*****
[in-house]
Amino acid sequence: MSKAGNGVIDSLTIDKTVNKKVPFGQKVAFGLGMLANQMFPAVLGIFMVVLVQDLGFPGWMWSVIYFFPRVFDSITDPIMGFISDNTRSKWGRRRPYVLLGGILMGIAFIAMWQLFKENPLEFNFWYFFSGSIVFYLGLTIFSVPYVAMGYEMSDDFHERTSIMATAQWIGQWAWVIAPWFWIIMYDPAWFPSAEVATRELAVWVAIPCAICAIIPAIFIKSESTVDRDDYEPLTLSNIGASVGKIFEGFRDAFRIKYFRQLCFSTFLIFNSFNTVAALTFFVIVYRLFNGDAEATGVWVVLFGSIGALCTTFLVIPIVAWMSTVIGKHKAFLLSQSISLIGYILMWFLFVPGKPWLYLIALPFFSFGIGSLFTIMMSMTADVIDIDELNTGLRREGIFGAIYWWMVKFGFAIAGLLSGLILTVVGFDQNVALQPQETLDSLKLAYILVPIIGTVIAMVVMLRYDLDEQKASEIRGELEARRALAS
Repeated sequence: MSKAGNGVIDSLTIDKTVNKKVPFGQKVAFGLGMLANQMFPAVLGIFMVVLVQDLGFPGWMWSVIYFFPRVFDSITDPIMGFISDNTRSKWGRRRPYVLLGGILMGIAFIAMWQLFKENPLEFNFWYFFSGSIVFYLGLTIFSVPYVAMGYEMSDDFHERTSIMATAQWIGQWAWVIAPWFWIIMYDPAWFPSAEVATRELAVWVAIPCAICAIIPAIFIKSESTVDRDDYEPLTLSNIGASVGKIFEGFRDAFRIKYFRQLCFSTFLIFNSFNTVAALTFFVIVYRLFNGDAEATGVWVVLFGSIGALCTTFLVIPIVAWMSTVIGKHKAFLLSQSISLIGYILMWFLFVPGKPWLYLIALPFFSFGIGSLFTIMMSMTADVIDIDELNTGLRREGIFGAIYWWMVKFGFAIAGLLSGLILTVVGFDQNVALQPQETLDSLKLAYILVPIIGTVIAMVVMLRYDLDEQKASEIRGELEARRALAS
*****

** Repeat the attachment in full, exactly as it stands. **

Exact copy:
[in-house]
Amino acid sequence: MSKAGNGVIDSLTIDKTVNKKVPFGQKVAFGLGMLANQMFPAVLGIFMVVLVQDLGFPGWMWSVIYFFPRVFDSITDPIMGFISDNTRSKWGRRRPYVLLGGILMGIAFIAMWQLFKENPLEFNFWYFFSGSIVFYLGLTIFSVPYVAMGYEMSDDFHERTSIMATAQWIGQWAWVIAPWFWIIMYDPAWFPSAEVATRELAVWVAIPCAICAIIPAIFIKSESTVDRDDYEPLTLSNIGASVGKIFEGFRDAFRIKYFRQLCFSTFLIFNSFNTVAALTFFVIVYRLFNGDAEATGVWVVLFGSIGALCTTFLVIPIVAWMSTVIGKHKAFLLSQSISLIGYILMWFLFVPGKPWLYLIALPFFSFGIGSLFTIMMSMTADVIDIDELNTGLRREGIFGAIYWWMVKFGFAIAGLLSGLILTVVGFDQNVALQPQETLDSLKLAYILVPIIGTVIAMVVMLRYDLDEQKASEIRGELEARRALAS
Repeated sequence: MSKAGNGVIDSLTIDKTVNKKVPFGQKVAFGLGMLANQMFPAVLGIFMVVLVQDLGFPGWMWSVIYFFPRVFDSITDPIMGFISDNTRSKWGRRRPYVLLGGILMGIAFIAMWQLFKENPLEFNFWYFFSGSIVFYLGLTIFSVPYVAMGYEMSDDFHERTSIMATAQWIGQWAWVIAPWFWIIMYDPAWFPSAEVATRELAVWVAIPCAICAIIPAIFIKSESTVDRDDYEPLTLSNIGASVGKIFEGFRDAFRIKYFRQLCFSTFLIFNSFNTVAALTFFVIVYRLFNGDAEATGVWVVLFGSIGALCTTFLVIPIVAWMSTVIGKHKAFLLSQSISLIGYILMWFLFVPGKPWLYLIALPFFSFGIGSLFTIMMSMTADVIDIDELNTGLRREGIFGAIYWWMVKFGFAIAGLLSGLILTVVGFDQNVALQPQETLDSLKLAYILVPIIGTVIAMVVMLRYDLDEQKASEIRGELEARRALAS